Rather than admit their error, the former leadership have simply moved the goal posts, and are now insisting we could have achieved the same things.  Obviously, there's no way of knowing what would have happened in such a counter-history, but it's hard to imagine that we would have gotten so far on the issue of all gender bathrooms without the participation of hundreds of activists at and outside the bargaining table.  It's also hard to imagine that we would have the university genuinely discussing a competitive wage gap, and even make a pretense of discussing class size and the rights of undocumented students without such input.  It basically is an effort to erase the importance of rank and file activism from the contract process.  But more substantially, it's a moment where the individuals who made those claims have taken no responsibility for them, either to acknowledge their falsity, or the potential damage that they could have had on the bargaining process.  It subverts the possibility of having an honest debate over the contract campaign, or critically evaluating the goals and processes of the bargaining team, all of which are important to a successful contract campaign.  Instead, we are offered a debate in which one side continually makes outrageous claims and simultaneously denies its previous claims as they are debunked.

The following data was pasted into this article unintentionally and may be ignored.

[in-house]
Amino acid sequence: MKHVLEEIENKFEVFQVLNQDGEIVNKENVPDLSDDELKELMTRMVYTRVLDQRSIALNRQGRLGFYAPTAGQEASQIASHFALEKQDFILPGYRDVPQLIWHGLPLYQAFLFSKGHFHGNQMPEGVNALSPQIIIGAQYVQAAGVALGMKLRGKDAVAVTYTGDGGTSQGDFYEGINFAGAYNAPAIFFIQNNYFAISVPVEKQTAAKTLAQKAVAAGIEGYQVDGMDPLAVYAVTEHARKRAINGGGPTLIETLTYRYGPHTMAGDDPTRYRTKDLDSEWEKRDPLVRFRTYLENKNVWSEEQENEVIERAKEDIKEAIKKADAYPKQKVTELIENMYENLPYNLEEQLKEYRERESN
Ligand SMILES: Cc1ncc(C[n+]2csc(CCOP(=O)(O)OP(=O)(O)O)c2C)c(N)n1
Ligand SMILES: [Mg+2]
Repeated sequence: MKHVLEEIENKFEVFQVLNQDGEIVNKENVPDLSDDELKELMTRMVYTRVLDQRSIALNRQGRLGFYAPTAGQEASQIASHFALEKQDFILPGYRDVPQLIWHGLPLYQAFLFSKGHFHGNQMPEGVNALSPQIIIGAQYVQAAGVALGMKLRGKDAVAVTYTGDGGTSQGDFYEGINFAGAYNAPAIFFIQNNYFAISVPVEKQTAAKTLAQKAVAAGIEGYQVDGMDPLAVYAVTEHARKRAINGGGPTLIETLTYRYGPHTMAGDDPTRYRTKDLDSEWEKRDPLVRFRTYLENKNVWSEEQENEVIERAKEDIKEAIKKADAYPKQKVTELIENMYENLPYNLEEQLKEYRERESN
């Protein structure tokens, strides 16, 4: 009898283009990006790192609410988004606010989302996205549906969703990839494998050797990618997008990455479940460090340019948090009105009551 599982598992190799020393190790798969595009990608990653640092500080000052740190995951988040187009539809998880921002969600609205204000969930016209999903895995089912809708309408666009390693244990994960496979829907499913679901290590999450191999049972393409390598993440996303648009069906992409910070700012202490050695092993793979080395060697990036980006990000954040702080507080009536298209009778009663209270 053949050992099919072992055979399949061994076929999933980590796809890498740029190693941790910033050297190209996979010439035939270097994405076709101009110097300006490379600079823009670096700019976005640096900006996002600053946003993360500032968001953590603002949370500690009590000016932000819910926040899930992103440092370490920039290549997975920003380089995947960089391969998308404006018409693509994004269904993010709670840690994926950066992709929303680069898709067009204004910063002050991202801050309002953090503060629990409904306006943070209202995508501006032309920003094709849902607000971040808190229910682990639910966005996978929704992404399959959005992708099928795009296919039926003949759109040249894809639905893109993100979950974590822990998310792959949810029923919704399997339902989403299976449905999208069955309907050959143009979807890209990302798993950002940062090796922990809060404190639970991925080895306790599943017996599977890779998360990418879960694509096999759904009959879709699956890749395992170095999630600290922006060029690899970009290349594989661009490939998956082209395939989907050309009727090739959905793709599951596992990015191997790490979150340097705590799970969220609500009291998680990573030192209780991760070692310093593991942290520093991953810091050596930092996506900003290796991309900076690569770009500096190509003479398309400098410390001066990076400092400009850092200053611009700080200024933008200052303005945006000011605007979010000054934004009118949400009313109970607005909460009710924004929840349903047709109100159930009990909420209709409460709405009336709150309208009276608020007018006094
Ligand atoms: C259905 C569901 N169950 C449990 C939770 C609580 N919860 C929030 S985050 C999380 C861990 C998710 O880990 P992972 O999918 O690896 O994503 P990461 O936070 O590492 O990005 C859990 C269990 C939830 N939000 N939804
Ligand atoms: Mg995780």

More than anything else, this relentless campaign against the reform process has shown the strength and perseverance of the reform effort, which has dramatically shifted the conversation in the UC system from a system that offered only fee increases and shrinking class selection, to a system where we haven't seen a fee increase for two years, along with other reforms.  It would be a lie to say that this process has been drama and error free, but it's difficult not to be impressed.  We ended the perpetual cycle of fee hikes.  We accomplished that through demonstrations where our members were pepper sprayed and arrested, petition drives, and even lobbying efforts.  We've also seen a level of activity that has not been previously seen in our formerly moribund union, with most of elected position being filled. We've seen a bargaining process that successfully brought out student-workers in solidarity with AFSCME, and a successful strike in response to university intimidation.  Above all, we've seen a level of member participation in the bargaining that is unprecedented in union history thanks to the introduction of open bargaining, and the recognition that our ability to win a great contract cannot be simply won by nine clever individuals at the bargaining table. All of that has occurred in a setting where we have received  at best no support from a third of the union who still aligns themselves with the former leadership, and often opposition.  It makes you wonder where we could be if they had even offered a small amount of critical support on some of the issues.  (One added note: We reached none of these achievements alone.  It has involved a lot of cooperation with other unions, graduate and undergraduate groups, and other groups.)